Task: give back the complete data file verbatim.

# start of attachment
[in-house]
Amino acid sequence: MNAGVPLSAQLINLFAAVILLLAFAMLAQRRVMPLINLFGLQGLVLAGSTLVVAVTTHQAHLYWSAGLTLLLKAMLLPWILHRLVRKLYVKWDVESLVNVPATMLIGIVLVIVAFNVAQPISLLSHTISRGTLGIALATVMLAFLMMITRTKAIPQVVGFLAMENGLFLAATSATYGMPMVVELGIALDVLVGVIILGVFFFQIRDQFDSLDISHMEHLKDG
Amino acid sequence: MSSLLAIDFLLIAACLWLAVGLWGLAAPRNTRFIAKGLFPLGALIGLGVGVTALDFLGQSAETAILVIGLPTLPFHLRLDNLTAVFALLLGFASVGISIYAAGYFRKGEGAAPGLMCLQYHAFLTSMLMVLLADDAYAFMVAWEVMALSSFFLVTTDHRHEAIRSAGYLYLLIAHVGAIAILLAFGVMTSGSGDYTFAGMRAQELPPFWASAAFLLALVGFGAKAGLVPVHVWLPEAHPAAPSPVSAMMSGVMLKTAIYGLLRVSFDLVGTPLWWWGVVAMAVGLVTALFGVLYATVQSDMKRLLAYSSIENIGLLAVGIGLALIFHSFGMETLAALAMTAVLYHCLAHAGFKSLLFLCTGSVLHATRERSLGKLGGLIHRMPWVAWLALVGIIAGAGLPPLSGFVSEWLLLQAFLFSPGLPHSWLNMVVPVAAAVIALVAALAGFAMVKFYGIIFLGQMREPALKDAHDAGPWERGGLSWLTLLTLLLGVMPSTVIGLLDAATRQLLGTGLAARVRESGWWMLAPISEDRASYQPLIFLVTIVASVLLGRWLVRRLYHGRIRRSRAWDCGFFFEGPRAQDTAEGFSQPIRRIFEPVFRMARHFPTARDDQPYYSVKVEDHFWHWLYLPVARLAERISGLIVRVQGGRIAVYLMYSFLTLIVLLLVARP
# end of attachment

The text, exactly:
[in-house]
Amino acid sequence: MNAGVPLSAQLINLFAAVILLLAFAMLAQRRVMPLINLFGLQGLVLAGSTLVVAVTTHQAHLYWSAGLTLLLKAMLLPWILHRLVRKLYVKWDVESLVNVPATMLIGIVLVIVAFNVAQPISLLSHTISRGTLGIALATVMLAFLMMITRTKAIPQVVGFLAMENGLFLAATSATYGMPMVVELGIALDVLVGVIILGVFFFQIRDQFDSLDISHMEHLKDG
Amino acid sequence: MSSLLAIDFLLIAACLWLAVGLWGLAAPRNTRFIAKGLFPLGALIGLGVGVTALDFLGQSAETAILVIGLPTLPFHLRLDNLTAVFALLLGFASVGISIYAAGYFRKGEGAAPGLMCLQYHAFLTSMLMVLLADDAYAFMVAWEVMALSSFFLVTTDHRHEAIRSAGYLYLLIAHVGAIAILLAFGVMTSGSGDYTFAGMRAQELPPFWASAAFLLALVGFGAKAGLVPVHVWLPEAHPAAPSPVSAMMSGVMLKTAIYGLLRVSFDLVGTPLWWWGVVAMAVGLVTALFGVLYATVQSDMKRLLAYSSIENIGLLAVGIGLALIFHSFGMETLAALAMTAVLYHCLAHAGFKSLLFLCTGSVLHATRERSLGKLGGLIHRMPWVAWLALVGIIAGAGLPPLSGFVSEWLLLQAFLFSPGLPHSWLNMVVPVAAAVIALVAALAGFAMVKFYGIIFLGQMREPALKDAHDAGPWERGGLSWLTLLTLLLGVMPSTVIGLLDAATRQLLGTGLAARVRESGWWMLAPISEDRASYQPLIFLVTIVASVLLGRWLVRRLYHGRIRRSRAWDCGFFFEGPRAQDTAEGFSQPIRRIFEPVFRMARHFPTARDDQPYYSVKVEDHFWHWLYLPVARLAERISGLIVRVQGGRIAVYLMYSFLTLIVLLLVARP